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Before you open a retail shop, insure your business

Emmet Pierce

When you’re preparing to open a retail shop, you may be more concerned about selling products and meeting revenue targets than buying business insurance, but having adequate protection against lawsuits, accidents and natural disasters is essential.

Numerous things can go wrong at a retail shop. If you end up closing because you lack the money to replace damaged merchandise or equipment, you may have trouble reopening.

“Typically, the small retail business owner is just interested in moving merchandise,” says Cheryl Estep, a State Farm agent in California. “I talk to business owners and they say they can’t afford the insurance. You really cannot afford not to have it.”

Business can be disrupted by everything from fires and floods to lost Internet connections and broken delivery vehicles. If you own your own retail space, you may be responsible for repairing structural damage, as well as replacing lost merchandise.

Retail Business Insurance

The danger posed by lawsuits

Because business lawsuits are quite common, Mark Jaffe, CEO of the Greater New York Chamber of Commerce, urges retail business owners to make sure they have adequate Business liability coverage.

“We live in a very litigious society,” he says. “You don’t know what is going to happen. That is what insurance is for.”

Derek Ross, president of Kulchin Ross Insurance Services Inc. in California, recommends a minimum of $1 million in liability coverage for retail shops. For property policies, the amount of coverage usually is tied to what it would cost to replace the store and its contents. Many carriers don’t write retail property policies for less than $25,000, he says.

“It depends on what type of property they have in their business,” Ross says. “If they have a florist shop, $25,000 probably is enough. A small apparel story could easily have $500,000 worth of merchandise. The first question is, ‘How much money in inventory do you have?'”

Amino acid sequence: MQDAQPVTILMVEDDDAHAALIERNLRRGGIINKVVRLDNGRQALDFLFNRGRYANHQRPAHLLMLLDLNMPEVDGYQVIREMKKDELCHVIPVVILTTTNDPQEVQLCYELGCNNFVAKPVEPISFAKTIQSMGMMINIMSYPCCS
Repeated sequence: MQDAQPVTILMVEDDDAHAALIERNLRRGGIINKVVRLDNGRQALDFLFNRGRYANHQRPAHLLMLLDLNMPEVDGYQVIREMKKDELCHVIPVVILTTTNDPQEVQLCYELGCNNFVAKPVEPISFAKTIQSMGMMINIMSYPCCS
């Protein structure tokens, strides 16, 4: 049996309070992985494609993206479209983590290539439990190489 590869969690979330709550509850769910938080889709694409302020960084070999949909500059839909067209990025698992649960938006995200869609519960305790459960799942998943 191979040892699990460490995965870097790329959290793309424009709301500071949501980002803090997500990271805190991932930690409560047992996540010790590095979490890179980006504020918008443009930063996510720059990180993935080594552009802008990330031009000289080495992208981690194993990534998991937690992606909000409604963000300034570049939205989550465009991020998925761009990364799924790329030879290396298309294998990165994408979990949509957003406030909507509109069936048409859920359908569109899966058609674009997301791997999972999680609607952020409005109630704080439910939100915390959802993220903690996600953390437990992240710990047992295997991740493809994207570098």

There’s no rule of thumb for the percentage of gross retail shop revenue that should be spent on insurance, according to Espey. That’s because policies are based on each owner’s needs and the risks they face. When setting premiums, insurance underwriters will consider your sales, payroll and the insurance limits you choose.

“Each carrier has their own mechanism,” Ross says. “Some set rates based on square footage. The type of risk will be another variable. A flower shop will be less hazardous than a fireworks store.”

Covering your bases

Basic coverage for retail shops should include:

  • Property insurance for buildings and inventory.
  • General liability insurance for protection against claims and lawsuits.
  • Loss of income insurance, for businesses that are forced to close.
  • Employee dishonesty insurance to protect businesses from theft.
  • Utility interruption of business insurance, in case business activity is disrupted by power, water or communication failures.
  • Commerical car insurance. This typically pays third parties for costs resulting from injuries or property damage that a business is responsible for.
  • Workers’ compensation insurance. Coverage requirements vary by state, according to the Insurance Information Institute. This coverage pays for medical care and replaces a portion of lost wages for workers who are injured on the job. For details, contact your state insurance department.
  • Umbrella liability insurance provides extra protection when your standard liability policy doesn’t cover your losses.
  • Cyber liability insurance can provide compensation for the loss of important data — such as customer credit card information — because of damage or theft.
  • Employment practices liability insurance protects you from lawsuits over alleged discrimination or harassment.

Don’t buy too much insurance

Having adequate insurance is important, but there’s no reason to buy more coverage than you truly need. John O’Connor, vice president for product and platform in the small commercial sector at Travelers, says you can save money by using a business owner’s policy, also known as BOP. This package, which lets you select from a menu of coverages, typically costs less than if you bought separate policies.

O’Connor urges business owners to take the time to find an experienced agent who understands the insurance needs of retailers.

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